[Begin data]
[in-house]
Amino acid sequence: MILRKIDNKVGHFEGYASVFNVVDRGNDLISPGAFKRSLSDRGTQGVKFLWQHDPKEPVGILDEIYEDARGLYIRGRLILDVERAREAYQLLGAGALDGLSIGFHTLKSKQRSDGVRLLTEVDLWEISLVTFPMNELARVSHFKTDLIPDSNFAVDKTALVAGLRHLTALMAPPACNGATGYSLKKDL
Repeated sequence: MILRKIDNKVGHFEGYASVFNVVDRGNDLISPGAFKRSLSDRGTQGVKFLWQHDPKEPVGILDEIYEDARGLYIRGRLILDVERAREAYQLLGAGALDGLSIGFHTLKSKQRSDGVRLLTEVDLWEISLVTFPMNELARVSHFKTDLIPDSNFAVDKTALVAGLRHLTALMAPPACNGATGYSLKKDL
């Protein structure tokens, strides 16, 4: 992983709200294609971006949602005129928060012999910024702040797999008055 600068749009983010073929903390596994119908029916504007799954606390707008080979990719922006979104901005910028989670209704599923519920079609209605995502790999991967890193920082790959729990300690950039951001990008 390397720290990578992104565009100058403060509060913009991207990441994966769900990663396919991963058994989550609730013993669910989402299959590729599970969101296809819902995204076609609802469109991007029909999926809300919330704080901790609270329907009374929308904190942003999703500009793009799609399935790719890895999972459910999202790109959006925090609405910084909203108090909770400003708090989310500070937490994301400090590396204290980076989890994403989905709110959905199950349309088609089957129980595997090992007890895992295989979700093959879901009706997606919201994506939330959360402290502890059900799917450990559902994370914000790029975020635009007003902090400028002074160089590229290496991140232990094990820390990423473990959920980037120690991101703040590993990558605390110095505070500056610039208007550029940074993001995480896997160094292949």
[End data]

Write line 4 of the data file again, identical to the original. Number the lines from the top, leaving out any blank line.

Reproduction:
């Protein structure tokens, strides 16, 4: 992983709200294609971006949602005129928060012999910024702040797999008055 600068749009983010073929903390596994119908029916504007799954606390707008080979990719922006979104901005910028989670209704599923519920079609209605995502790999991967890193920082790959729990300690950039951001990008 390397720290990578992104565009100058403060509060913009991207990441994966769900990663396919991963058994989550609730013993669910989402299959590729599970969101296809819902995204076609609802469109991007029909999926809300919330704080901790609270329907009374929308904190942003999703500009793009799609399935790719890895999972459910999202790109959006925090609405910084909203108090909770400003708090989310500070937490994301400090590396204290980076989890994403989905709110959905199950349309088609089957129980595997090992007890895992295989979700093959879901009706997606919201994506939330959360402290502890059900799917450990559902994370914000790029975020635009007003902090400028002074160089590229290496991140232990094990820390990423473990959920980037120690991101703040590993990558605390110095505070500056610039208007550029940074993001995480896997160094292949």